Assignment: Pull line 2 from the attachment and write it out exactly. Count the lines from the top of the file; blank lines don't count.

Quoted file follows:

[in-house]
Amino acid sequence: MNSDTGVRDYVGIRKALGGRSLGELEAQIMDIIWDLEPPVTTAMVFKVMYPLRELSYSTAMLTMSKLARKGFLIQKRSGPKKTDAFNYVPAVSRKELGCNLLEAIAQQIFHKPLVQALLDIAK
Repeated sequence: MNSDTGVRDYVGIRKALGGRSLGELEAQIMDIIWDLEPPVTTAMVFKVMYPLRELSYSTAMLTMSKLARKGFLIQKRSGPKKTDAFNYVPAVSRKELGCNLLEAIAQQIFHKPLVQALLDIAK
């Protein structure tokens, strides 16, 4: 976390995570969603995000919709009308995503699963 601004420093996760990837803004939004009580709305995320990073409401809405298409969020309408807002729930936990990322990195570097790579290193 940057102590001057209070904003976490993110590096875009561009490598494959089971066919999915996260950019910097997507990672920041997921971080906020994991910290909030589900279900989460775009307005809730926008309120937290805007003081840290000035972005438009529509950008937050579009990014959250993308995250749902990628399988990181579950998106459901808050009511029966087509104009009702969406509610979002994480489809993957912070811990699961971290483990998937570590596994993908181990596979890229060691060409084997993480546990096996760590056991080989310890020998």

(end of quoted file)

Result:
Amino acid sequence: MNSDTGVRDYVGIRKALGGRSLGELEAQIMDIIWDLEPPVTTAMVFKVMYPLRELSYSTAMLTMSKLARKGFLIQKRSGPKKTDAFNYVPAVSRKELGCNLLEAIAQQIFHKPLVQALLDIAK